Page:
‘Remain in Mexico’ program for asylum-seekers expands to Arizona port of entry


Migrants will no longer be bused to El Paso

A migrant family prepares a hot meal at a makeshift migrant camp in Matamoros, Mexico, Tuesday, Dec. 10, 2019. (Miguel Roberts/The Brownsville Herald via AP)

EL PASO, Texas (Border Report) — Asylum-seekers who cross the border through Arizona will no longer be bused to El Paso, Texas, before they are sent to Mexico to await their immigration court proceedings.

The Department of Homeland Security announced Thursday it is expanding the Migrant Protection Protocols (MPP) program in Arizona. That means migrants apprehended in Arizona’s Tucson Sector will be returned to Mexico at the Nogales Port of Entry south of Tucson.

Starting in late November, those migrants were taken to El Paso before being returned to Mexico for processing under MPP, also known as “Remain in Mexico.”

The move brings to seven the total number of ports of entry where MPP returns will be made. The others include San Diego and Calexico in California, and El Paso, Laredo, Brownsville and Eagle Pass in Texas.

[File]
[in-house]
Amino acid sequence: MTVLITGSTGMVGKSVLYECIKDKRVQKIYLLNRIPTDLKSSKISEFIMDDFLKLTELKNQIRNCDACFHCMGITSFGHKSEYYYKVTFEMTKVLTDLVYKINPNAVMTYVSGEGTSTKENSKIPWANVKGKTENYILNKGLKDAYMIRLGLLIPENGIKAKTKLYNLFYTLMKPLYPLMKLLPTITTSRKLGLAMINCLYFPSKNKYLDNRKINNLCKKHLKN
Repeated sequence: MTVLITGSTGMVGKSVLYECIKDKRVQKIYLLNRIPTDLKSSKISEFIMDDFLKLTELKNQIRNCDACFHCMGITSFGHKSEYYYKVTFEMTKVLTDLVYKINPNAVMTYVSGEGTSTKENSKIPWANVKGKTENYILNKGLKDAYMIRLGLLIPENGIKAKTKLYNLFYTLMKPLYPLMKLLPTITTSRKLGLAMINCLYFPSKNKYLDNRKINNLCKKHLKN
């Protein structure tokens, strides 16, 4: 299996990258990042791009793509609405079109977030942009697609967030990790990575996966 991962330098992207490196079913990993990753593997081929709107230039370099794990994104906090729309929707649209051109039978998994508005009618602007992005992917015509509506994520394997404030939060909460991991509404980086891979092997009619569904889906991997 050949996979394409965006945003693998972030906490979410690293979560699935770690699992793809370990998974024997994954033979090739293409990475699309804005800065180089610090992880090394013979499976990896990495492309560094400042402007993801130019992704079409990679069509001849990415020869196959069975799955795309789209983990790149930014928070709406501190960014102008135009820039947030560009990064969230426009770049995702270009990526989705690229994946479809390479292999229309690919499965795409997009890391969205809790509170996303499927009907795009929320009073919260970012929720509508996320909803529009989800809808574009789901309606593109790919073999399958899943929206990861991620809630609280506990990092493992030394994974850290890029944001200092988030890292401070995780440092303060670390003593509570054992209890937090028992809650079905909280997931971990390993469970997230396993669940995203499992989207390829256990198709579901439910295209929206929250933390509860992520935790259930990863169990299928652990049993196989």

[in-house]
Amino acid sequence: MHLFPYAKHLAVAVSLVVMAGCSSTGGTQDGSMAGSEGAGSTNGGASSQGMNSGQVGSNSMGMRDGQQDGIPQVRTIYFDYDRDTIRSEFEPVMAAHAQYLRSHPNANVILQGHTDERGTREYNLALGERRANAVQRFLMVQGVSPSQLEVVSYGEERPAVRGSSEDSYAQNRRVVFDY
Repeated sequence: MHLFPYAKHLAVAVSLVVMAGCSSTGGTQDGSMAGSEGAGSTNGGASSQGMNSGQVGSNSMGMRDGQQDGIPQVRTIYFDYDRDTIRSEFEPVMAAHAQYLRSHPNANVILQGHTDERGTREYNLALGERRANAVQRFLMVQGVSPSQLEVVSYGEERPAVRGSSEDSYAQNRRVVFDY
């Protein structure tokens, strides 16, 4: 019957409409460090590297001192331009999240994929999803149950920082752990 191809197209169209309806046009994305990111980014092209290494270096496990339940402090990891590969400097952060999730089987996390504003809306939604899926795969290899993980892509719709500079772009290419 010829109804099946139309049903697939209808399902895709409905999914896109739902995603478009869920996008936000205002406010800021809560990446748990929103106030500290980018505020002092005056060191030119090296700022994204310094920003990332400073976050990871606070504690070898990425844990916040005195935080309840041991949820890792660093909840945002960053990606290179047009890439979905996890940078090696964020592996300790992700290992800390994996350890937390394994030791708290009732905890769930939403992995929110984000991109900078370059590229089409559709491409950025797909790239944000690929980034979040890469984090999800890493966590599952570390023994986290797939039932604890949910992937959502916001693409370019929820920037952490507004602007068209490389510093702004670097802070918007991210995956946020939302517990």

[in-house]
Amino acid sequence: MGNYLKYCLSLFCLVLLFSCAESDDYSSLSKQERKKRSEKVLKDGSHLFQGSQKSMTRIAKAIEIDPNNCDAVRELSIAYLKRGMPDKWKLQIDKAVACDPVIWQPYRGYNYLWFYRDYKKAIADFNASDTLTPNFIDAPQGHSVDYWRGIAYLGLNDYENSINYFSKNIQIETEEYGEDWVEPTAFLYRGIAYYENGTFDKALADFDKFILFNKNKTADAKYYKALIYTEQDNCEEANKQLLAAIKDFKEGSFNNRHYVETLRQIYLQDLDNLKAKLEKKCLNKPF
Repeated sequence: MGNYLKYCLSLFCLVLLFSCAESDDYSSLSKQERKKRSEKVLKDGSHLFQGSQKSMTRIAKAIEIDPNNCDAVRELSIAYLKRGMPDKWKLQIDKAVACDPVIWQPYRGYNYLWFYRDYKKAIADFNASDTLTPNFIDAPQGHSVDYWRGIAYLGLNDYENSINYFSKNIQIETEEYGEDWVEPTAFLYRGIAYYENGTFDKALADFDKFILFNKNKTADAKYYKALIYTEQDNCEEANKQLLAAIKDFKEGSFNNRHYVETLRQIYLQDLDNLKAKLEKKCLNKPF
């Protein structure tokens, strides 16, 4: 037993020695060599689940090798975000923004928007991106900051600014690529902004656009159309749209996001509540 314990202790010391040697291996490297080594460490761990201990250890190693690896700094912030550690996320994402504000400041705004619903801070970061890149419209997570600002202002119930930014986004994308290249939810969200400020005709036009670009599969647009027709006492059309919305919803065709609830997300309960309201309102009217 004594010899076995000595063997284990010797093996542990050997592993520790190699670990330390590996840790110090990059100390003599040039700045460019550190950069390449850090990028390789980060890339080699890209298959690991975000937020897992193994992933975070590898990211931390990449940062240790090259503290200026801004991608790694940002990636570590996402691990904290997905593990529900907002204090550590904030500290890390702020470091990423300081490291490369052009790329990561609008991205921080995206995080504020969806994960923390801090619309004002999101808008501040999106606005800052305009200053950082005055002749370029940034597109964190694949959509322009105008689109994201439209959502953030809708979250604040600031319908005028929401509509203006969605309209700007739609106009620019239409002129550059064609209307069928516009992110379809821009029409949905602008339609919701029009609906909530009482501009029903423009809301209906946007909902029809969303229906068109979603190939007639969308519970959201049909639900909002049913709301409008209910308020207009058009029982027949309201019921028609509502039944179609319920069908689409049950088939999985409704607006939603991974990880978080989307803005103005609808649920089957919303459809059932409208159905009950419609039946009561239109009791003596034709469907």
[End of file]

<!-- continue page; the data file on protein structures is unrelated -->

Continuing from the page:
The government has forced more than 56,000 asylum-seekers to wait in Mexico. The migrants often wait in squalid camps, and reports say many are kidnapped, robbed or extorted.

However, DHS officials say MPP has been a crucial element of the agency’s success in addressing the ongoing migrants crisis, securing the border, and ending catch and release, as well as proven effective at reducing human smuggling across the Southwest border.

“MPP has been an extremely effective tool as the United States, under the leadership of President Trump, continues to address the ongoing humanitarian and security crisis at the border,” Acting Secretary Chad Wolf said in statement DHS issued Thursday. “The Department is fully committed to the program and will continually work with the Government of Mexico to expand and strengthen it. I am confident in the program’s continued success in adjudicating meritorious cases quickly and preventing fraudulent claims.”

In November, Fernando Garcia, the executive director of El Paso’s Border Network for Human Rights, said he was disappointed that the Trump administration continues to rely on a program he says violates U.S. and international law to deal with asylum seekers.

“From a human rights and civil rights perspective, MPP has been a failure,” Garcia said. “This program has abandoned and promoted the abuse of migrants by sending them to Juarez, which is the most violent city in Mexico. It has put their lives in danger.”

In Thursday’s news release, DHS said MPP remains a cornerstone of its efforts to restore integrity to the U.S. immigration system and relieve the crushing backlog of pending asylum cases.

“Our nation is more secure because of the program, and migrants with meritorious asylum claims can receive protection in months, rather than waiting in limbo for years,” the release said.

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